Lent 4 - Year A
This psalm is usually intoned, schmaltzed, cadenced, slowed. There are easily recognizable connections with water and sheep to parallel the water used to wash muddy spit off and to honor the scut job of shepherding, given to the least powerful.
It is in considering these other passages that raises the possibility of other reading styles. Would being blind from birth and now seeing turn into a dirge-like unison reading? Trying to figure out what all this new visual data means would be similar to the uncomprehending stare of a new-born. A querulous waver in one’s voice might well be appropriate. Yes, these verses are statements, but huge stories lie behind each one. It is appropriate to wonder not only at this present moment, but be a bit confused about interpreting the past and anticipating the future.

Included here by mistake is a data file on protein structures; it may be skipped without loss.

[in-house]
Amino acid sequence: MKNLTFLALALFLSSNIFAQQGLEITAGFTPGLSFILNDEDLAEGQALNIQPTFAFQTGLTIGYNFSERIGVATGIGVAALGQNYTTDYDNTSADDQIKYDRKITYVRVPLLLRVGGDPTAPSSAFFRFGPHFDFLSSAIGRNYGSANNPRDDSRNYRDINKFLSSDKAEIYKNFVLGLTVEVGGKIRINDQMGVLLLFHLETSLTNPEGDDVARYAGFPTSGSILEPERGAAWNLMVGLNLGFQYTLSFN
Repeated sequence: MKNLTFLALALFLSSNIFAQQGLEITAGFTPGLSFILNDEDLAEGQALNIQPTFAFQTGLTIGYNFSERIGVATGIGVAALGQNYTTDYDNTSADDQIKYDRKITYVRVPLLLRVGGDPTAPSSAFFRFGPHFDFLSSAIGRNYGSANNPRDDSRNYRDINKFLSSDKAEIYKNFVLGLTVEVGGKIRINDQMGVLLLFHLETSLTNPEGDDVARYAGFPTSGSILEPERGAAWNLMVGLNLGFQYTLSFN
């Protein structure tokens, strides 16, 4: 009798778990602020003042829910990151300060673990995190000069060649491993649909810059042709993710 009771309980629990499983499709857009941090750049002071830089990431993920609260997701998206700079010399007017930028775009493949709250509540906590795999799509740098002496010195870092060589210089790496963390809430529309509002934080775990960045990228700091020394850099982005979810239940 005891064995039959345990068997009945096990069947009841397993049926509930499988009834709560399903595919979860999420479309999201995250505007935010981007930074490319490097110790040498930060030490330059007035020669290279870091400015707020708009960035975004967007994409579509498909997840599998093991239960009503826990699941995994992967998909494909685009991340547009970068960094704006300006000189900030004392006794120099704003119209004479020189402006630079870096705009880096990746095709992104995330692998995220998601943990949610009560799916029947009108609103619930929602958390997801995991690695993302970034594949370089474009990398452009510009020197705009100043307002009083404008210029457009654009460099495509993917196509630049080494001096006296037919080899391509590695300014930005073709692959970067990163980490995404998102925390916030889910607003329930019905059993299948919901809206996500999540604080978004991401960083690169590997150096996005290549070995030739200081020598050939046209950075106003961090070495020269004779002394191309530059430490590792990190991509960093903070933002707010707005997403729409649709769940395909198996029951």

Presuming sighted privilege we might want to try reading this while skipping. “I can see, I can see” rhythms with periodic bursts of laughter, might be another presentation.
Were you Samuel, you might start off with Eliab’s stature and triumphantly blast this psalm. As Samuel went through each of presented sons, with less and less assurance, would he just hold onto the psalm with a hope against hope as each rejected prospect comes and goes. What happens to this psalm when it is repeated five or six times in a discouraging situation? When shepherd David comes along where does this psalm go? for surely it does not simply circle back to its triumphant beginning.
Blessings on finding an appropriate tone for your own life as well as that of a congregation, nation, world.